There is what’s right practical and then there is what’s right to keep the the itsie bitsie brain worms from eating away at your pleasure center. My advice based on you OP is leave it on. Excessive heat is what kills electronics soooo. add cooling fans as needed to the hot parts as needed. Usb powered lap top coolers work great! Get a "Watt Power Meter Plug Home Electrical Usage Monitor" to see how much juice your amp uses over night (Less that $15 on amazon). This will kill that brain worm. Benefit will be you now will have an on/off switch that will last forever (a whole other topic of conjecture) .

Enjoy the music and as Van the Man says - "turn it up, little bit higher radio
Turn it up, that’s enough, so you know it’s got soul
Radio, radio turn it up, hmm La, la, la, la, la, la, la ...........

My Pass Labs XA-60.8 mono blocks are class A and leaving them on would bankrupt me :). But they have a standby mode. They warm up fully after about 30 minutes. Like others have stated, it’s amp specific. If you change to another amp, consider one with a standby mode.

I have been leaving my refurbished Audible Illusions preamp on to eliminate constant cycling on and off supposedly to extend tube life. The pre stays barely warm to the touch. Sounds great. Solid state amp on and off per use. 

Considering that the most common mode of failure in an electronic component is thermal fatigue from power cycles, I leave my system on most of the time. I turn it off for thunderstorms and if I will be away from home for an extended period of more than a couple of days. 

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Responsible Conservation: Totally irresponsible to leave anything on!

I sometimes wonder how much collective electricity is consumed world wide for standby/instant on devices.

The lights aglow in my office at night are like an un-named constellation

I don’t have solar panels. Does this mean I can resume playing Peel Me a Grape that I had on repeat for close to 30 years in my high power consuming system? Cause I just paused it for few minutes to check if I kept that coal plant alive all this time….no bueno there…the last of the mohicans in NJ it was demolished few years ago.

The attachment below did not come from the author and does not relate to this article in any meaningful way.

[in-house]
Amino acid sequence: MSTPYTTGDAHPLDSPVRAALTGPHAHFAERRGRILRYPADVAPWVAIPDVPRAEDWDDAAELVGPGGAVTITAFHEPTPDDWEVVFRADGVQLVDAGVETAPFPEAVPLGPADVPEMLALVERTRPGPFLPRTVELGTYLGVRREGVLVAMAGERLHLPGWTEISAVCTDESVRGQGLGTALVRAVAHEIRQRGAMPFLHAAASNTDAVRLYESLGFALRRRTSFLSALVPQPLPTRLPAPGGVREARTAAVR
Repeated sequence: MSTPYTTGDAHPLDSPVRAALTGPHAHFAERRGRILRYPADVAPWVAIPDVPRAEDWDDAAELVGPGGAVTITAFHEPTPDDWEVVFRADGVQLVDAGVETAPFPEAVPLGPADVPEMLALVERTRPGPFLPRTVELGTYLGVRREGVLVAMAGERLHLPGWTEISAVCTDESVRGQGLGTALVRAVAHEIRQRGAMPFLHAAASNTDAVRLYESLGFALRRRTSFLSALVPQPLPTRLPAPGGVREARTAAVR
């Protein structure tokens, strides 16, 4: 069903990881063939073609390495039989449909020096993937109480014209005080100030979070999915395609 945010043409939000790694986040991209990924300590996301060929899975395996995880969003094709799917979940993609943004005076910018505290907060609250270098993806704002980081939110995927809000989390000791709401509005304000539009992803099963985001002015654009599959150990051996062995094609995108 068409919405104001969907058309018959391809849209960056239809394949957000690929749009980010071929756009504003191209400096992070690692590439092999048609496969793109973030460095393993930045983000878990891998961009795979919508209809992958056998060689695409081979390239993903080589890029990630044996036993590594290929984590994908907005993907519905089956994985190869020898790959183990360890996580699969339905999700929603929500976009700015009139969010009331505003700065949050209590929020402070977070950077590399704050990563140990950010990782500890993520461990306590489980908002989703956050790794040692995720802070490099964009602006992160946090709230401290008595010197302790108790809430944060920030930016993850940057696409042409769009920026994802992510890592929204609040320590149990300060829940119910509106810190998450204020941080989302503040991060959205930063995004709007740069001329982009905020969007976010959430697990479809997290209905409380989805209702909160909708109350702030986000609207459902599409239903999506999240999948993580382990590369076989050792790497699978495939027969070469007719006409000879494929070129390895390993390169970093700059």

There are close to 220 operational coal power plants in the US. China has over 3,000.
Our contribution to pollution by leaving our amplifiers on can’t even be measured. I’m not saying we don’t need to be conscious about it, but the environmentalists on this thread…you guys are barking up a wrong tree.
Alright enough politics…hate this in the audio forum. There are other places where this can be debated.

For my Portal Panache Integrated (designed by Nelson Pass), they recommended that for best sonics it be left on 24/7 (there was no standby switch)...for my high power Pass Class A mono blocks, Pass says there is no short or long term harm in leaving them on 24/7, simply my decision based on listening habits, sonics, electric usage...sure seems manufacturers of seemingly similar products have various recommendations...

A class D amp takes 24 to 48 hours to properly charge the caps and settle in since it is 95% efficient. You don’t want to EVER TURN ONE OFF SO HELP YOU GOD unless you are plugging in things into it

Electronics degrade by cycling on/off , true but to what extent ?  leaving on 24/7/365 equals 8,760 hours per year , since most power/filter capacitors are rated for 10,000 hours which would you think causes the most degrading ?  How often do you plan on replacing the electrolytic caps ? how long do you plan keeping your amp ? 

Newer amps have standby modes , older ones are on and off only .  The new Krell 800 watt mono block uses 1 watt in standby and 260 watts on with no music so leaving it in standby is like turning it off , you wouldn't leave it on using 260 watts would you .  My 250 watt amp uses 84 watts at idle/on , there isn't a standby mode so leaving it on is not very practical .

If leaving your amp sounds better to you then do so but think about the true cost depending on the amp you own .


I use my HT system Friday/Saturday/Sunday. Mon-Thurs the wife and I are in our living room. I used to leave everything on. But then figured if my system was going to be completely unused for 4 days, wouldn't it be better to power everything down? So only recently have I started doing that. And I mean I power everything down, DAC's, Processor, Amp, Streamer, and all 4 of my subs. I actually flip switches powering everything off fully.

Then on Thursday night before bed I power everything up. I don't play the system. Then fist thing Friday AM before work I run the streamer at low volume and let it play all day so it's nice and warmed up by the time I get home.


Then everything stays on until Sunday night when we go to bed all switches off.


I'm sticking with this routine😁

That amp uses 20 watts on idle. That's less than a low wattage lamp bulb. If it sounds better leave it on!

AC Input

  • Auto-ranging AC Input
  • 100 to 120 VAC +/- 10%, 8 Amps, 50 - 60 Hz
  • 220 to 240 VAC +/- 10%, 8 Amps, 50 - 60 Hz
  • Idle Power Consumption = 20 W
  • Standby Power Consumption < 0.5 W

My pass Labs INT-60 manual tells me that it was designed to stay powered on so I changed my practice of putting in stand by and I just leave it in now